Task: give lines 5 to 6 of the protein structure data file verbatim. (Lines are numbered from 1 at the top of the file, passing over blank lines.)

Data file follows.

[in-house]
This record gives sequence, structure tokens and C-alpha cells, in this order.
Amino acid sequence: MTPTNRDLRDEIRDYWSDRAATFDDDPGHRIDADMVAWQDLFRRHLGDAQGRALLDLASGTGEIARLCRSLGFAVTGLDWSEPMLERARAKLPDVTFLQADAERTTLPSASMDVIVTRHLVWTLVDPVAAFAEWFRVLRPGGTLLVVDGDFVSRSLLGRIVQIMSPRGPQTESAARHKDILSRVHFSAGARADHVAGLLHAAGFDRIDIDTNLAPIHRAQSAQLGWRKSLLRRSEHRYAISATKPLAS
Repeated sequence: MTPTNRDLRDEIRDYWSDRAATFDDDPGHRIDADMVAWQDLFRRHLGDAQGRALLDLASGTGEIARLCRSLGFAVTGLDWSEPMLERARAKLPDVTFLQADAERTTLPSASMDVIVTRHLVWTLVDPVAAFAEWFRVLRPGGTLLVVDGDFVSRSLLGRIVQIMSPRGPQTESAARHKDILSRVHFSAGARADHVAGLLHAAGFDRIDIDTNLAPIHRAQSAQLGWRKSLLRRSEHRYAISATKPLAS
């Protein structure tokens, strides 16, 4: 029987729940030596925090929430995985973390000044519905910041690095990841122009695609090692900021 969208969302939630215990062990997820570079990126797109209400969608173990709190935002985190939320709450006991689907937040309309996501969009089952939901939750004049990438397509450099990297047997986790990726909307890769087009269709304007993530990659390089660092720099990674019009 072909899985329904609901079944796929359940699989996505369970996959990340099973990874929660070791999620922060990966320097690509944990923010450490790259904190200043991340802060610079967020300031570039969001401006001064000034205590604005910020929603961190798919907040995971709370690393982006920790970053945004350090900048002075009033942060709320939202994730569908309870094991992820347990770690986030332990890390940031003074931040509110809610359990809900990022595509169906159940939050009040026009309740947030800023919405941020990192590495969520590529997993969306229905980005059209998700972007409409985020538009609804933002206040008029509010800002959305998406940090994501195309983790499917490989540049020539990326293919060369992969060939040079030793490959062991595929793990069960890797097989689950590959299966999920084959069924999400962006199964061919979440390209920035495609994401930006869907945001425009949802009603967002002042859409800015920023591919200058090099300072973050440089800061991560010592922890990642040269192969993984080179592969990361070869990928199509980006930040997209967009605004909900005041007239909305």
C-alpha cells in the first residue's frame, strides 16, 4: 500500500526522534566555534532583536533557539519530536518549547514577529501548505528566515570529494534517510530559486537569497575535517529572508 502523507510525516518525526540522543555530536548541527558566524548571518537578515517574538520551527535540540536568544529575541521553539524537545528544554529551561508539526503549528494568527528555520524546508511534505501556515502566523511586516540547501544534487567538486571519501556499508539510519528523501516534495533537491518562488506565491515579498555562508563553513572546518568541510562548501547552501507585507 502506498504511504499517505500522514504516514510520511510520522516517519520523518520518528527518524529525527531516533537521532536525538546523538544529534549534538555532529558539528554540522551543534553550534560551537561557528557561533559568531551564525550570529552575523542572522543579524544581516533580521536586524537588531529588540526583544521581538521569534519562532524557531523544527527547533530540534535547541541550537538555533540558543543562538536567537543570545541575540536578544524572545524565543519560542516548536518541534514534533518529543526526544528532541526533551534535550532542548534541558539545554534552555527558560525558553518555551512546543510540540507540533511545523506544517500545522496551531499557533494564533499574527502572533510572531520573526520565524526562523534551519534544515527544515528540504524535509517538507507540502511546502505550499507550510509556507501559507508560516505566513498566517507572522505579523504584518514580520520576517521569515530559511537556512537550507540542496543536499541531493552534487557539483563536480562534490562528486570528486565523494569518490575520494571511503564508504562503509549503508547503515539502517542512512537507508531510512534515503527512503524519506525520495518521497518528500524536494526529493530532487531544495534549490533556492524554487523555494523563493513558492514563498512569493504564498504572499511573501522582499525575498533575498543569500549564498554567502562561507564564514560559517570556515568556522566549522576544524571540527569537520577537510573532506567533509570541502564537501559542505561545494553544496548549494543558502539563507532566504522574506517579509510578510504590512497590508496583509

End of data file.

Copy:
């Protein structure tokens, strides 16, 4: 029987729940030596925090929430995985973390000044519905910041690095990841122009695609090692900021 969208969302939630215990062990997820570079990126797109209400969608173990709190935002985190939320709450006991689907937040309309996501969009089952939901939750004049990438397509450099990297047997986790990726909307890769087009269709304007993530990659390089660092720099990674019009 072909899985329904609901079944796929359940699989996505369970996959990340099973990874929660070791999620922060990966320097690509944990923010450490790259904190200043991340802060610079967020300031570039969001401006001064000034205590604005910020929603961190798919907040995971709370690393982006920790970053945004350090900048002075009033942060709320939202994730569908309870094991992820347990770690986030332990890390940031003074931040509110809610359990809900990022595509169906159940939050009040026009309740947030800023919405941020990192590495969520590529997993969306229905980005059209998700972007409409985020538009609804933002206040008029509010800002959305998406940090994501195309983790499917490989540049020539990326293919060369992969060939040079030793490959062991595929793990069960890797097989689950590959299966999920084959069924999400962006199964061919979440390209920035495609994401930006869907945001425009949802009603967002002042859409800015920023591919200058090099300072973050440089800061991560010592922890990642040269192969993984080179592969990361070869990928199509980006930040997209967009605004909900005041007239909305």
C-alpha cells in the first residue's frame, strides 16, 4: 500500500526522534566555534532583536533557539519530536518549547514577529501548505528566515570529494534517510530559486537569497575535517529572508 502523507510525516518525526540522543555530536548541527558566524548571518537578515517574538520551527535540540536568544529575541521553539524537545528544554529551561508539526503549528494568527528555520524546508511534505501556515502566523511586516540547501544534487567538486571519501556499508539510519528523501516534495533537491518562488506565491515579498555562508563553513572546518568541510562548501547552501507585507 502506498504511504499517505500522514504516514510520511510520522516517519520523518520518528527518524529525527531516533537521532536525538546523538544529534549534538555532529558539528554540522551543534553550534560551537561557528557561533559568531551564525550570529552575523542572522543579524544581516533580521536586524537588531529588540526583544521581538521569534519562532524557531523544527527547533530540534535547541541550537538555533540558543543562538536567537543570545541575540536578544524572545524565543519560542516548536518541534514534533518529543526526544528532541526533551534535550532542548534541558539545554534552555527558560525558553518555551512546543510540540507540533511545523506544517500545522496551531499557533494564533499574527502572533510572531520573526520565524526562523534551519534544515527544515528540504524535509517538507507540502511546502505550499507550510509556507501559507508560516505566513498566517507572522505579523504584518514580520520576517521569515530559511537556512537550507540542496543536499541531493552534487557539483563536480562534490562528486570528486565523494569518490575520494571511503564508504562503509549503508547503515539502517542512512537507508531510512534515503527512503524519506525520495518521497518528500524536494526529493530532487531544495534549490533556492524554487523555494523563493513558492514563498512569493504564498504572499511573501522582499525575498533575498543569500549564498554567502562561507564564514560559517570556515568556522566549522576544524571540527569537520577537510573532506567533509570541502564537501559542505561545494553544496548549494543558502539563507532566504522574506517579509510578510504590512497590508496583509